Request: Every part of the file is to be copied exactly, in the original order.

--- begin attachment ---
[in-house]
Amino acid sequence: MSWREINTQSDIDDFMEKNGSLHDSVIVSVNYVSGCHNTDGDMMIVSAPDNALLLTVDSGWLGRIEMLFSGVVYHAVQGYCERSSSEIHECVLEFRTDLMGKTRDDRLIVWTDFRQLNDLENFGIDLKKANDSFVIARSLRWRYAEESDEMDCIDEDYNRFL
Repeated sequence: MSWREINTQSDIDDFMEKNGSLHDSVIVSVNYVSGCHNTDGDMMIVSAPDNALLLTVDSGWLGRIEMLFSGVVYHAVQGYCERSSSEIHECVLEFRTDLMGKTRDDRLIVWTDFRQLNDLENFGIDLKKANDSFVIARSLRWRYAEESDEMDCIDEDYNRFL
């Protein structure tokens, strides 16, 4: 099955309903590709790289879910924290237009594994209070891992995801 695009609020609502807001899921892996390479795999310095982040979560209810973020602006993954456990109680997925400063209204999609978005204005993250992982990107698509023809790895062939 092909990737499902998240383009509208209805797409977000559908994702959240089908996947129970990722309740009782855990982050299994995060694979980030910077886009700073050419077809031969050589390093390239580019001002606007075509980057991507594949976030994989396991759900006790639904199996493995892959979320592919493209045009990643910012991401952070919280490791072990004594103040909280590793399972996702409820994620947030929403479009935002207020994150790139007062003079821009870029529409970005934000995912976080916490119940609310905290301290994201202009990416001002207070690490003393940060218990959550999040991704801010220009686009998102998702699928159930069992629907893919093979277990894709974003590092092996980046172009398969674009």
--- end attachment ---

[in-house]
Amino acid sequence: MSWREINTQSDIDDFMEKNGSLHDSVIVSVNYVSGCHNTDGDMMIVSAPDNALLLTVDSGWLGRIEMLFSGVVYHAVQGYCERSSSEIHECVLEFRTDLMGKTRDDRLIVWTDFRQLNDLENFGIDLKKANDSFVIARSLRWRYAEESDEMDCIDEDYNRFL
Repeated sequence: MSWREINTQSDIDDFMEKNGSLHDSVIVSVNYVSGCHNTDGDMMIVSAPDNALLLTVDSGWLGRIEMLFSGVVYHAVQGYCERSSSEIHECVLEFRTDLMGKTRDDRLIVWTDFRQLNDLENFGIDLKKANDSFVIARSLRWRYAEESDEMDCIDEDYNRFL
């Protein structure tokens, strides 16, 4: 099955309903590709790289879910924290237009594994209070891992995801 695009609020609502807001899921892996390479795999310095982040979560209810973020602006993954456990109680997925400063209204999609978005204005993250992982990107698509023809790895062939 092909990737499902998240383009509208209805797409977000559908994702959240089908996947129970990722309740009782855990982050299994995060694979980030910077886009700073050419077809031969050589390093390239580019001002606007075509980057991507594949976030994989396991759900006790639904199996493995892959979320592919493209045009990643910012991401952070919280490791072990004594103040909280590793399972996702409820994620947030929403479009935002207020994150790139007062003079821009870029529409970005934000995912976080916490119940609310905290301290994201202009990416001002207070690490003393940060218990959550999040991704801010220009686009998102998702699928159930069992629907893919093979277990894709974003590092092996980046172009398969674009």